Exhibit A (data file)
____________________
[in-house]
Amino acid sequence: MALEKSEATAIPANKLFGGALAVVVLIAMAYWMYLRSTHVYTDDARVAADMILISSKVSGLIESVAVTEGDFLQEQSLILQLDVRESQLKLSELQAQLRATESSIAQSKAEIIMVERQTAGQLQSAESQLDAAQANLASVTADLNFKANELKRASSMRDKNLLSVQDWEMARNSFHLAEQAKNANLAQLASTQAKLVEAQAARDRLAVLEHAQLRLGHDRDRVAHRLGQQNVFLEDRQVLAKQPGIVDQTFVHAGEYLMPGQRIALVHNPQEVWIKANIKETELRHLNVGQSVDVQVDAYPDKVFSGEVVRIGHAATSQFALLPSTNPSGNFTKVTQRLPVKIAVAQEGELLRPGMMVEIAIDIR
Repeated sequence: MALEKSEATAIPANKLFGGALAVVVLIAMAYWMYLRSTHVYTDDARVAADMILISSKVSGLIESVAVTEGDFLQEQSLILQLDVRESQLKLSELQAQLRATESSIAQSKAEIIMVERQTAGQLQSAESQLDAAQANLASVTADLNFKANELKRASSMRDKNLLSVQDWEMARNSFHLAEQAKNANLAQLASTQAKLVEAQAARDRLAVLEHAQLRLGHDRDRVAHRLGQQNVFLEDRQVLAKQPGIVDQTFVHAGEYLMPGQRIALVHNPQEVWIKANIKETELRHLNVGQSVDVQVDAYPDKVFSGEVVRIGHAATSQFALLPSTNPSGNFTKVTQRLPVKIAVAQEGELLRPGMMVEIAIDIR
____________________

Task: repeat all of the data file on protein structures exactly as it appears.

[in-house]
Amino acid sequence: MALEKSEATAIPANKLFGGALAVVVLIAMAYWMYLRSTHVYTDDARVAADMILISSKVSGLIESVAVTEGDFLQEQSLILQLDVRESQLKLSELQAQLRATESSIAQSKAEIIMVERQTAGQLQSAESQLDAAQANLASVTADLNFKANELKRASSMRDKNLLSVQDWEMARNSFHLAEQAKNANLAQLASTQAKLVEAQAARDRLAVLEHAQLRLGHDRDRVAHRLGQQNVFLEDRQVLAKQPGIVDQTFVHAGEYLMPGQRIALVHNPQEVWIKANIKETELRHLNVGQSVDVQVDAYPDKVFSGEVVRIGHAATSQFALLPSTNPSGNFTKVTQRLPVKIAVAQEGELLRPGMMVEIAIDIR
Repeated sequence: MALEKSEATAIPANKLFGGALAVVVLIAMAYWMYLRSTHVYTDDARVAADMILISSKVSGLIESVAVTEGDFLQEQSLILQLDVRESQLKLSELQAQLRATESSIAQSKAEIIMVERQTAGQLQSAESQLDAAQANLASVTADLNFKANELKRASSMRDKNLLSVQDWEMARNSFHLAEQAKNANLAQLASTQAKLVEAQAARDRLAVLEHAQLRLGHDRDRVAHRLGQQNVFLEDRQVLAKQPGIVDQTFVHAGEYLMPGQRIALVHNPQEVWIKANIKETELRHLNVGQSVDVQVDAYPDKVFSGEVVRIGHAATSQFALLPSTNPSGNFTKVTQRLPVKIAVAQEGELLRPGMMVEIAIDIR